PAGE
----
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Will the robots take over the world?

We like to be afraid. And we like to complain a bit as well. We wring our hand on the decreasing popularity and utility of craft professions, regardless of our age we miss the days gone by – when people were kinder to each other and the grass was greener. STOP!

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We all know that, right? But the vision of the future doesn’t necessarily have to be that dark. Quite the opposite – it can look very bright, and it’s all thanks to… robots!

My friend Robot

Bobby, Robbie, Rob – call him whatever you like; tame him as you can; better get to know him well, because sooner or later you will have to befriend him. And it doesn’t have to be a rocky relationship. Will a robot take your job? Maybe, what’s wrong with that?

There is one dominant vision of the future, in which we have to co-exist with robots on Earth. It’s usually a very grim vision, in which we fall victim to machines which are significantly wiser than us. Filmmaking, literature, visual arts – everyone threatens us and we eagerly succumb to these fears. Corporation employees shiver with fear, for the performance of their duties can be easily replaced by intelligent robots. Blue-collar workers, especially assembly line workers and all of the people performing simple duties, are also counting down days till their lay-off.  We are inevitably approaching the end of the world as we know it. Are there really reasons to be afraid?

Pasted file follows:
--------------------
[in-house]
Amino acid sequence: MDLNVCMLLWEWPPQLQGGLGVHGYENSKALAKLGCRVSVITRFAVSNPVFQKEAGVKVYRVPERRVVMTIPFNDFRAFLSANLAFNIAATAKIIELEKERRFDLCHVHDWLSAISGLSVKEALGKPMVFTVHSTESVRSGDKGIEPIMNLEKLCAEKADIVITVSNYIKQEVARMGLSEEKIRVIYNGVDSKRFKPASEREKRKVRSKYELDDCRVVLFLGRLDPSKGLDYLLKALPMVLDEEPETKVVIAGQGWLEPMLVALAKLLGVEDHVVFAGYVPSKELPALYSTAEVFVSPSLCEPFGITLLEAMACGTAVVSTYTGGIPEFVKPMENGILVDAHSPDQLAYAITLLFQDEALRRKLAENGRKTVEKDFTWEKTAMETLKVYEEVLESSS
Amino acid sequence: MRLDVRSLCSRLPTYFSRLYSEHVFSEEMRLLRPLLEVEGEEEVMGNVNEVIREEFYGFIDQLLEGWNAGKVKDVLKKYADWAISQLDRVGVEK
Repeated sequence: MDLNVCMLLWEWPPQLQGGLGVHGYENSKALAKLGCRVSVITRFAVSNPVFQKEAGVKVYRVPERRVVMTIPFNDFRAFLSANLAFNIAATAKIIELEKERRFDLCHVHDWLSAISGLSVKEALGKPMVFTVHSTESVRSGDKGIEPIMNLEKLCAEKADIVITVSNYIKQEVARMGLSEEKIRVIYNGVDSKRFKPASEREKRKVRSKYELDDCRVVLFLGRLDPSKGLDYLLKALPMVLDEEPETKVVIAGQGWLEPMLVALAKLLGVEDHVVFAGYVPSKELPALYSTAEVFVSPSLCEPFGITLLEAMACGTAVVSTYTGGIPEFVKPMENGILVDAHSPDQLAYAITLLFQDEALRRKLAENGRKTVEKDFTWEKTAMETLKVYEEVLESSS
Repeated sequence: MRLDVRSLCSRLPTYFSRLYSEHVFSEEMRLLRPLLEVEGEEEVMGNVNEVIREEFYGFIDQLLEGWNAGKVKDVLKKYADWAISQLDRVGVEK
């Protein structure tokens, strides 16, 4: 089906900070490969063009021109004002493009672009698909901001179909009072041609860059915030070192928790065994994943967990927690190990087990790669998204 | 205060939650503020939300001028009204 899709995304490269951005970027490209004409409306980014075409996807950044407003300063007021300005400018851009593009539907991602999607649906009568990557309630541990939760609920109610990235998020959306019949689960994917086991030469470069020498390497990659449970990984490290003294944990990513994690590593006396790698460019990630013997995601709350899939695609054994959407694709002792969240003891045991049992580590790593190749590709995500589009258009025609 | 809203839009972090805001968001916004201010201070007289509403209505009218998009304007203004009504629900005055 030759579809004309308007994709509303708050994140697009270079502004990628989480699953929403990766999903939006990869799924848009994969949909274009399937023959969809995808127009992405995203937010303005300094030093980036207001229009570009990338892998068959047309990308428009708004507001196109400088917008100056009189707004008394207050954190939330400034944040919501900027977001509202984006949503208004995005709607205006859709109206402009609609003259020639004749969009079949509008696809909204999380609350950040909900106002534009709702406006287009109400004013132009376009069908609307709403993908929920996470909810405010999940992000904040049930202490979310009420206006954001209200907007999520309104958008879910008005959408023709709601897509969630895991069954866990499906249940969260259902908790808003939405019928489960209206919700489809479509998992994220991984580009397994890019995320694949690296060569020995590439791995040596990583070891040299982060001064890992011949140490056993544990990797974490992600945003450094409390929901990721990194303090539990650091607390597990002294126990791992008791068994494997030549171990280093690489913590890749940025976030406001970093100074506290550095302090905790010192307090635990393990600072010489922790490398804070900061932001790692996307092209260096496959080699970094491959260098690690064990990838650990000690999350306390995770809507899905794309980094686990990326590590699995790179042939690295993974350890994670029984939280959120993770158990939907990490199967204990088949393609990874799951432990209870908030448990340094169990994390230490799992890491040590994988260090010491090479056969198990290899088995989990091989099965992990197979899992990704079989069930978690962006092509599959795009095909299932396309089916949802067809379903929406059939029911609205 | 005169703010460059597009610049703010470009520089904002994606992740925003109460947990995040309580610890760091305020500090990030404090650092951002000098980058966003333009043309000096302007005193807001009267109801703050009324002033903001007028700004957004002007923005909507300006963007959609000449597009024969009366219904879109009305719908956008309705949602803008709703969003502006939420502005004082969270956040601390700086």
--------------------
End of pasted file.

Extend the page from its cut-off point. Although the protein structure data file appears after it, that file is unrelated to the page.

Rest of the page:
Well, yes and no. On the one hand, it won’t reduce the employment; on the other, it will change the skills sought by the employers. Obviously it might turn out that some professions won’t be as needed as before. It is an inevitable change that we just have to prepare for.

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We have to bear in mind, though, that robot doesn’t necessarily have to be an intruder; quite the opposite, it might even significantly facilitate the performance of duties and make many of our tasks easier. Because what’s wrong with the fact that a robot would do disliked duties for us? Imagine the world where robots iron the shirts for us – I wouldn’t consider it to be a problem at all.

All joking aside, though.

Let’s bust some myths first. As it turns out, economic growth and technological development generate increased demand for employees. Neither luddites’ nor techno-skeptics’ apocalyptic visions have become true – automation and mechanisation makes it easier to work in certain professions and helps to optimise employee’s time. Therefore, we gain – we win 1-0.

Can you recall critical voices regarding the works on AI-controlled cars? And yet it is estimated that after introducing them into common usage, the number of accidents will decrease immeasurably – and so will the number of road traffic deaths. Why? Because it was a human behind the wheel which constituted the weak link in the chain – a human susceptible to fatigue, with disturbed focus, sometimes driving under the influence. Cars equipped with AI, radars and sensors reacting to the surroundings in real time can drive the machine on their own, basically reducing the risk to zero.